Super Mario 64 Runs On A PS2, Universe Does Not Implode

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Super Mario 64 Runs On A PS2, Universe Does Not Implode

Last year the source code for Super Mario 64 was reverse-engineered by fans. If you were wondering “what good is that?”, well it means you can do all sorts of things with the game. Like get it running on a PS2.

Yeah, you read that right. Here’s the code if you want to try it yourself. This is Nintendo’s all-time classic Super Mario 64, running and playable to completion — albeit with some texture issues — on the PlayStation 2. A direct port. Not through an emulator.

Haha, so when I said texture issues, I meant nightmarish texture issues, making some sections of the game incredibly difficult to complete, and others left looking like a creepypasta come to life.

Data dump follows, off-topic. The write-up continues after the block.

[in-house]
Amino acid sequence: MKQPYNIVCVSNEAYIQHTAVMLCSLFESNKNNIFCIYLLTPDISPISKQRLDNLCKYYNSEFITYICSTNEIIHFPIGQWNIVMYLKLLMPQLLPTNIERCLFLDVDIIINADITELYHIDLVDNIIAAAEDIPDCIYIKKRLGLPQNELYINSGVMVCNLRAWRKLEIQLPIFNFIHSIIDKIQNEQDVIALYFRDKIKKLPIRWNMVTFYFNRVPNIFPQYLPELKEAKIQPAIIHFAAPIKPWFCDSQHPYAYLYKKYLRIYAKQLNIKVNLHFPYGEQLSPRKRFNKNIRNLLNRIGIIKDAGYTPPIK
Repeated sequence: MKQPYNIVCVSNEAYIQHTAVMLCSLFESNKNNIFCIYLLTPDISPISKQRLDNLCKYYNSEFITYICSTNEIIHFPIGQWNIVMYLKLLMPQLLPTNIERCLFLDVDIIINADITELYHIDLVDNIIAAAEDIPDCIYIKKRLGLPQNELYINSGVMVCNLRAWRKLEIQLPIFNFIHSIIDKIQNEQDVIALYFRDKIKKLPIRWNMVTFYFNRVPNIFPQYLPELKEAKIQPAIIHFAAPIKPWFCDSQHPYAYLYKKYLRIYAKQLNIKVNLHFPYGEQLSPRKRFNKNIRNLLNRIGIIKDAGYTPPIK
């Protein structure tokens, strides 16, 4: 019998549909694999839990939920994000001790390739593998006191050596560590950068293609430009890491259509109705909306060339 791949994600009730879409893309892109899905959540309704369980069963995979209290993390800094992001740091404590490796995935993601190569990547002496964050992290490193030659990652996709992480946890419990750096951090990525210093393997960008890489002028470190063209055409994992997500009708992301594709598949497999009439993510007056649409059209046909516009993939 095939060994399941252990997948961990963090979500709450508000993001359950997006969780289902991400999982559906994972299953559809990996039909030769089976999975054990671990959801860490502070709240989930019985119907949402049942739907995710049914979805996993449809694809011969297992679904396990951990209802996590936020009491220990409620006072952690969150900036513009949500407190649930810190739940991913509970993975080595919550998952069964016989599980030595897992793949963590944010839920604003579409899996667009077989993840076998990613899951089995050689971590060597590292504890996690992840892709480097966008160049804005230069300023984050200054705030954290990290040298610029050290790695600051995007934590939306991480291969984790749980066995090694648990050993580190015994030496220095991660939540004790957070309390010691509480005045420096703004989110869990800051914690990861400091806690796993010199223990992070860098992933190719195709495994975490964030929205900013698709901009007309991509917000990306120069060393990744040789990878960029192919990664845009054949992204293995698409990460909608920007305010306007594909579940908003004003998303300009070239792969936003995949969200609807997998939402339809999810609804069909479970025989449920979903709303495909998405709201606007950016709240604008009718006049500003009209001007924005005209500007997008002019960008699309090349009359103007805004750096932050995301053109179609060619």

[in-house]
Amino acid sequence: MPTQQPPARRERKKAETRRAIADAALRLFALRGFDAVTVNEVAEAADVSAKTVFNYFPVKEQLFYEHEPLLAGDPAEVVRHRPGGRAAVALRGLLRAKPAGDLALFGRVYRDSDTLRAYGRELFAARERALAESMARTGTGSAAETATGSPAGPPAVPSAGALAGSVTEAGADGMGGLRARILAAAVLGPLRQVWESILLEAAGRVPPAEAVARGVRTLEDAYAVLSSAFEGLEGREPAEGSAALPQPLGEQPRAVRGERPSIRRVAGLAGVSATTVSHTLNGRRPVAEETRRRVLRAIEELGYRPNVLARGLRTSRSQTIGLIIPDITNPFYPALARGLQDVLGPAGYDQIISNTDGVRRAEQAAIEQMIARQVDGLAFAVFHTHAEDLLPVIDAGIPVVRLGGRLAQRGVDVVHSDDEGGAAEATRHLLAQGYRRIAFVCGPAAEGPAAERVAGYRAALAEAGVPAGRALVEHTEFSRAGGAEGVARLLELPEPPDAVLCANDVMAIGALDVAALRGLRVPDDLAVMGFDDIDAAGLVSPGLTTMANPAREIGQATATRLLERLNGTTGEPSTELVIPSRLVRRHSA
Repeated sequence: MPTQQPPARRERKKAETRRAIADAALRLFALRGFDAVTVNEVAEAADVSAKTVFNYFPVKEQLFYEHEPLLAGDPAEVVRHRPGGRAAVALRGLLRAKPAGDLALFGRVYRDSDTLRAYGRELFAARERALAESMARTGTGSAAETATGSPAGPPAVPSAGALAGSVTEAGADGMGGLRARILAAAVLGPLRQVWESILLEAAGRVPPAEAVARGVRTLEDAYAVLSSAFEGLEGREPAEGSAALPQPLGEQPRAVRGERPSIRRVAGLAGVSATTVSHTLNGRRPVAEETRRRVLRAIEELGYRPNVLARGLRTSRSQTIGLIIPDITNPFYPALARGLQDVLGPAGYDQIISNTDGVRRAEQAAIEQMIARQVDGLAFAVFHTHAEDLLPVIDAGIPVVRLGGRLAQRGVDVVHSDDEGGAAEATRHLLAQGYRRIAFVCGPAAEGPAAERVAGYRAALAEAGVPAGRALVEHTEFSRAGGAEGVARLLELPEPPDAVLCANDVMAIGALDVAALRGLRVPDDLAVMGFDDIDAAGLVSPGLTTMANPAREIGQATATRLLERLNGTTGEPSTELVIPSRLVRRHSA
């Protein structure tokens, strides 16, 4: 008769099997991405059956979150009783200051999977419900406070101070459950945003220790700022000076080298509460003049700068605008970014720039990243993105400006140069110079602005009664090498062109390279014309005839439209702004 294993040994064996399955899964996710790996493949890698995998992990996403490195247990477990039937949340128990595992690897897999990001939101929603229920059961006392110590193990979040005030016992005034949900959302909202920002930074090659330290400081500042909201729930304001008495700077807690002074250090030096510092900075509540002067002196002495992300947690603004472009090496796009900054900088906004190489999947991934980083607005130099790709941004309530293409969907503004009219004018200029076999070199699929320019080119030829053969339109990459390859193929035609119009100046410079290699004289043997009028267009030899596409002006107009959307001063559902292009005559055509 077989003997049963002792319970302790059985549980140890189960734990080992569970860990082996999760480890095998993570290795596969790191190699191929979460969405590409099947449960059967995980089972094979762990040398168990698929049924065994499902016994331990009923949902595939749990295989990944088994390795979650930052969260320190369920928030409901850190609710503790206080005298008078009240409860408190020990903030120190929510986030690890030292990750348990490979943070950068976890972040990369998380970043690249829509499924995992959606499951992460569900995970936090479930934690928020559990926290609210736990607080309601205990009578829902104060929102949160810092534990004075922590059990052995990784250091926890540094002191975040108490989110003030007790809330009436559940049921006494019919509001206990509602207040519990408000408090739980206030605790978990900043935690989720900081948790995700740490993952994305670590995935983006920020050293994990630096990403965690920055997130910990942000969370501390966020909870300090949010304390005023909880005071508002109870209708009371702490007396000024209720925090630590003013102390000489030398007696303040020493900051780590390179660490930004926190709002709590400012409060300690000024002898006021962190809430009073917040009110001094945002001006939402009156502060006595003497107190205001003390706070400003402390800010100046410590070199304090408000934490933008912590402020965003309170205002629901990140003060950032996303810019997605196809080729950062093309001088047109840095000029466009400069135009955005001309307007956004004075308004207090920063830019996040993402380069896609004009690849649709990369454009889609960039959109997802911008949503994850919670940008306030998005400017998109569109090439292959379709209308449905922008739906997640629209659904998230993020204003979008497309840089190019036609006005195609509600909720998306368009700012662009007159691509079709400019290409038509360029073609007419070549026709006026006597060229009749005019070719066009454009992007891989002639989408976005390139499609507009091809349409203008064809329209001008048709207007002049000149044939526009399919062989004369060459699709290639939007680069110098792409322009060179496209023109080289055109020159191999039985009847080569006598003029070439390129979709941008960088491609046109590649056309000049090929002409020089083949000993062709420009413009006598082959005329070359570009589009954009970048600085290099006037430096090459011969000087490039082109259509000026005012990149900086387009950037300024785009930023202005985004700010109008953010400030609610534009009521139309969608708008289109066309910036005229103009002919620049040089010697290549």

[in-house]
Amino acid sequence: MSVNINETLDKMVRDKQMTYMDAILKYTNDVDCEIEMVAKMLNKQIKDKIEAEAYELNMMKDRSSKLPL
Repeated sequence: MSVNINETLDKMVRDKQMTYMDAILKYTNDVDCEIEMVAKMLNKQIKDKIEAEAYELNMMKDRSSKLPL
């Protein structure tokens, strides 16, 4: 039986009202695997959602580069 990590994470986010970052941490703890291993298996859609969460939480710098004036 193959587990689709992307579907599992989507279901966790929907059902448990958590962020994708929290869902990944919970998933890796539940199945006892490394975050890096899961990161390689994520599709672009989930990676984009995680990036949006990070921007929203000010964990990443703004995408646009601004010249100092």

But it works! And Fred Wood was able to beat it (he kinda had to, since saves aren’t working), and in doing so share the beauty and horror of the experience with all of us. Please do not watch this right before going to bed.

Via Hayama Akito

Comments

  • Texture issues aside, it’s not really surprising that it works so well since the N64 was what Nintendo went on to work on after they fell out with Sony during the Playstation’s development and the CD-i flopped miserably. It was more powerful than the PSOne but the PS2 came after that and as a result the hardware was more powerful.

    Running it natively, that’s the trick as the PS2 probably wouldn’t be able to handle running it via emulation, especially when you consider that to run PSOne games it had to have extra hardware from the PSOne embedded in it. I wonder how hard it was to port it given that the PS2 was still during Sony’s “unique processor architecture” years. (It used the Emotion Engine)

    • It’s wouldn’t be super difficult to port as the N64 and PS2 both have MIPS processors for their CPUs (R4300 in the N64 and R10000 in the PS2). There would be some architectural differences, obviously, but fundamentally it would be easier to get running on a PS2 than it would be on, say, a Gamecube, which has a completely different CPU to the N64 (PowerPC).

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